A "Bruno Latour Action Figure," including his rhetorical device, his Science Wars Uniform, his Actor Network Communicator, and his Black Box. The text reads, "Each action figure comes complete with Nature, Society, and numerous hybrids. Get yours now while they last."

Centrally located within the collection, Welch's article made a strong case that

if we consider that the neoliberal restructuring of higher education is a long-term project to reorder permanently the terms and costs of education, something disturbing comes into view: the increasingly widespread and naturalized expectation that writing programs can endure without provision, can endlessly adapt to terms of increasingly lean social reproduction. (p. 138)

In other words, as Welch argued, administrators are not really persuadable since they are often directed to view composition not as a social good, but as a function of the more home-bound private sphere. The teaching of writing is best left as an "up-to-the-individual, leave-it-to-the-family responsibility" (p. 135). All this serves to unload the real labor costs on others so, under neoliberal logic, literacies can be appropriated after the labor required to produce them has already taken place.

Gunner's insight feels less defeating in light of larger questions about the value of critique. Gunner noted how many in composition and elsewhere "seem to be approaching an ideology fatigue, and a related loss of belief in the material efficacy of discursive and rhetorical modes of resistance" to argue for an Elbowian "believing game with emerging theories that question near-naturalized disciplinary and critical constructs of the field" (p. 150). Looking back at composition’s history, she saw that

we find ourselves the victim of our own habitus; from our earlier pursuit of cultural capital—the attempt to align with the research university model—to the manifest conservatism of the field today, we have been seeking a berth in a sinking ship. (pp. 152–153)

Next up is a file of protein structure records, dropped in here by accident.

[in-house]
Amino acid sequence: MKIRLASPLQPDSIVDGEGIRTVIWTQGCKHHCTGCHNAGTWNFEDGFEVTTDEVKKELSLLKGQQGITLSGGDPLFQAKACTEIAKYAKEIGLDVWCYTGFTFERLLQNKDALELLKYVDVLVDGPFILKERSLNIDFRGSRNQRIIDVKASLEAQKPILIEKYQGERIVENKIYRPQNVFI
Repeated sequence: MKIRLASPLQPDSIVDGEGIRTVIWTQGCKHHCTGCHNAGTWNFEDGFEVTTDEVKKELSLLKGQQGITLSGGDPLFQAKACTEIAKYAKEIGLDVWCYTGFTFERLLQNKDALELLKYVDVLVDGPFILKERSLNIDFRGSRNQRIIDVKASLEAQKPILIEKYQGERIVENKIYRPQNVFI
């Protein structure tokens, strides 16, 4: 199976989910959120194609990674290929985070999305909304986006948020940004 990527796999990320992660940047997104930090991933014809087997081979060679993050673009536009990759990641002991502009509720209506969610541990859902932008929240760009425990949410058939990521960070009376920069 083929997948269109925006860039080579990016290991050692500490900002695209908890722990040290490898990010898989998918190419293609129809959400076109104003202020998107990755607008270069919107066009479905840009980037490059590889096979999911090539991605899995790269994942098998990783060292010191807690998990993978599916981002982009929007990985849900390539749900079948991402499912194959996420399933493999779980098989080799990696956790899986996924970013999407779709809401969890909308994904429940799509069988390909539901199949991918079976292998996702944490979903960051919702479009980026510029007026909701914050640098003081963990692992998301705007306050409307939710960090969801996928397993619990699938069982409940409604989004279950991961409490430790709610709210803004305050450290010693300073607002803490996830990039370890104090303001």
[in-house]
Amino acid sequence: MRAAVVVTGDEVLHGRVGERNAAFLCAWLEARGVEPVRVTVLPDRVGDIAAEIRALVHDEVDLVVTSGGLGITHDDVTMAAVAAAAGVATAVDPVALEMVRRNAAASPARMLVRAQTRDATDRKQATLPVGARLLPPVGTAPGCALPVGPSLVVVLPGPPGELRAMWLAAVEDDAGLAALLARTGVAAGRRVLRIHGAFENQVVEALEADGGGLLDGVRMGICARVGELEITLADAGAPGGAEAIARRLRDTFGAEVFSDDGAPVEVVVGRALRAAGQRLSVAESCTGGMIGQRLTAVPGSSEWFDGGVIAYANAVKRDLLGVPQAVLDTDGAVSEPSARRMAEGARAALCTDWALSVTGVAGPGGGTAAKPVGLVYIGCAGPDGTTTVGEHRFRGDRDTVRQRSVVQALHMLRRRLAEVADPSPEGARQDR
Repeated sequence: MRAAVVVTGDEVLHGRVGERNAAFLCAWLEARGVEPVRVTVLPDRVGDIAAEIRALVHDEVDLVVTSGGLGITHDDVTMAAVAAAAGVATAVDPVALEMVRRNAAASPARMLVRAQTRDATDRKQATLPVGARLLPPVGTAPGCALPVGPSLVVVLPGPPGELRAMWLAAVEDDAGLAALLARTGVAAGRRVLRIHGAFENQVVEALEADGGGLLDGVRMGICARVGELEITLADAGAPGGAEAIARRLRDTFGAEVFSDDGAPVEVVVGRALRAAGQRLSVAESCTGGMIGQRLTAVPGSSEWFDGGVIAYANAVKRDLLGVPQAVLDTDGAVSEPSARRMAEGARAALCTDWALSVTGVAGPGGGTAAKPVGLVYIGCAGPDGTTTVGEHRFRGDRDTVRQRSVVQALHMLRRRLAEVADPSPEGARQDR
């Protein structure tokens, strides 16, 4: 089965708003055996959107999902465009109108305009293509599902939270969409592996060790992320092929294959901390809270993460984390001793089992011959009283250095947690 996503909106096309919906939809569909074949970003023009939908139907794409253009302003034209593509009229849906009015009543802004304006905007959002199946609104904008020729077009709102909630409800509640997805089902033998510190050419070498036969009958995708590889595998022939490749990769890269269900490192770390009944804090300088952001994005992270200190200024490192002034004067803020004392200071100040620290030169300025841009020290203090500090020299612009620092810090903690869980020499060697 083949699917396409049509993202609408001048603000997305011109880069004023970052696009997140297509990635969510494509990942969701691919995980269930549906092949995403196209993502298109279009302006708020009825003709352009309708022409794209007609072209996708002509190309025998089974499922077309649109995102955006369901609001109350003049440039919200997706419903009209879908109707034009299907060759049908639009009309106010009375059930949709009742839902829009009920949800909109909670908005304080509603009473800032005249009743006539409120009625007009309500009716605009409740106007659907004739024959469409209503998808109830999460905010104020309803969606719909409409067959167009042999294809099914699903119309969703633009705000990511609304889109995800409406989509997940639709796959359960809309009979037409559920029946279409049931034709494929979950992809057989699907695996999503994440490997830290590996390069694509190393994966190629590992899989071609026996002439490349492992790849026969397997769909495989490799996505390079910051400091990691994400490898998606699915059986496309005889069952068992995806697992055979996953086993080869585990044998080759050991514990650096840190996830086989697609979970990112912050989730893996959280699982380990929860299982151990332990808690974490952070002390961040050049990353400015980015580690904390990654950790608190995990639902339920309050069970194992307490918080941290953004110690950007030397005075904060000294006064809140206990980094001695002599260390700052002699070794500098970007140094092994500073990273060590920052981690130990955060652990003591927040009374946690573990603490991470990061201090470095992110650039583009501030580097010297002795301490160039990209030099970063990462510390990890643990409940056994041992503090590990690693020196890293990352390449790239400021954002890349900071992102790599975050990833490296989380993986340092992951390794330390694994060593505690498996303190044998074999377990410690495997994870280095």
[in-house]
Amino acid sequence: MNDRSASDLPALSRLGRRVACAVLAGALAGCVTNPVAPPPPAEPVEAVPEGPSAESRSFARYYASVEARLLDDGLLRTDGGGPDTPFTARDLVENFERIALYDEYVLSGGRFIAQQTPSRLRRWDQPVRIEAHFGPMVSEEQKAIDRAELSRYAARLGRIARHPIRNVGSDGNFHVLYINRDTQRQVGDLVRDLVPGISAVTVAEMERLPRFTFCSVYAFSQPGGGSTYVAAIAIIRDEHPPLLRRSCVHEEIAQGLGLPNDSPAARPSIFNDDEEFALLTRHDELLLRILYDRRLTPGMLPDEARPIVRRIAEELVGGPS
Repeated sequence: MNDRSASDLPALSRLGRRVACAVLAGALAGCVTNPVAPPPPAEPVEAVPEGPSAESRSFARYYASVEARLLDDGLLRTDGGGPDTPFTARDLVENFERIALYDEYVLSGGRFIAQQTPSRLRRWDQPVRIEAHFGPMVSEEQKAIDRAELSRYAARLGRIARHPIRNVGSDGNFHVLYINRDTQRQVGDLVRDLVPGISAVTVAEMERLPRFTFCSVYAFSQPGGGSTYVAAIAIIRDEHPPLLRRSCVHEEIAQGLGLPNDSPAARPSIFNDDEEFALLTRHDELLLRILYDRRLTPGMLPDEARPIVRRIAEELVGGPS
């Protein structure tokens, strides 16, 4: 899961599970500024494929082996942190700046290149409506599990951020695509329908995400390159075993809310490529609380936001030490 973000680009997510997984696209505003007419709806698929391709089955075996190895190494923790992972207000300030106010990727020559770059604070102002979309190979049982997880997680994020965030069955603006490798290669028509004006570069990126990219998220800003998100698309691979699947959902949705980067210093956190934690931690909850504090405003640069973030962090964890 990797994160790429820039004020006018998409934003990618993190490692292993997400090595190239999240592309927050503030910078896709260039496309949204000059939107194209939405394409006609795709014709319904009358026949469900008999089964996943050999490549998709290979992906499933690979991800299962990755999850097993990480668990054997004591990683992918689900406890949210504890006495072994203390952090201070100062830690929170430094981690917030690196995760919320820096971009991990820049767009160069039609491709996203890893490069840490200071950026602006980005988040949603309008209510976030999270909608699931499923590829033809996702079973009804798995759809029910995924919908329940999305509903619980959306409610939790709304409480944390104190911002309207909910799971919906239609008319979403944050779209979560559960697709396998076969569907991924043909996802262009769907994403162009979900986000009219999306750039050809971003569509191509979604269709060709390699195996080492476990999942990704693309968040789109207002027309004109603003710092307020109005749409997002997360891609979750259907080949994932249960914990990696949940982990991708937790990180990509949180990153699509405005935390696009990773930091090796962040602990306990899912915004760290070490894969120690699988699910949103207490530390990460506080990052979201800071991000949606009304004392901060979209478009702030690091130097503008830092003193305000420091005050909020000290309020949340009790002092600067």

In response to past concessions to accumulate cultural capital, Gunner teased out how "consent can take a creatively disruptive form of complicity, and indirectly consenting to comply with an austerity agenda might open up space for change" (p. 154). She went on to show how displacing ideological critique from the center of composition and rhetoric is already underway through such works as Sid Dobrin's (2011) Postcomposition, Jeff Rice's (2007) The Rhetoric of Cool, and object-oriented studies. These works and others, in Gunner's estimation, hold power because of their distributed nature where actions arise immanently rather that from a central command and control (and critique) apparatus. Following this with examples of guerilla academic actions, she suggested that these efforts might "include and revise ideological critique, lessening the risk of inducing a kind of closed and unresolvable mirror stage, in which the oppressor we encounter leads us to construct ourselves as a totalized body of resistance" (p. 159).

Through such counterposing perspectives, Nancy Welch and Tony Scott have presented a remarkable volume that raises many important questions through its inclusiveness and coverage of different perspectives. I especially like that they included Gunner's admiration of Latourian methods and admission that critique might just play further into neoliberal hands with its repeated gestures. The collection could certainly have taken up this debate up to a greater degree, but perhaps that would shift the focus on local literacy sites and is therefore work best left to another collection.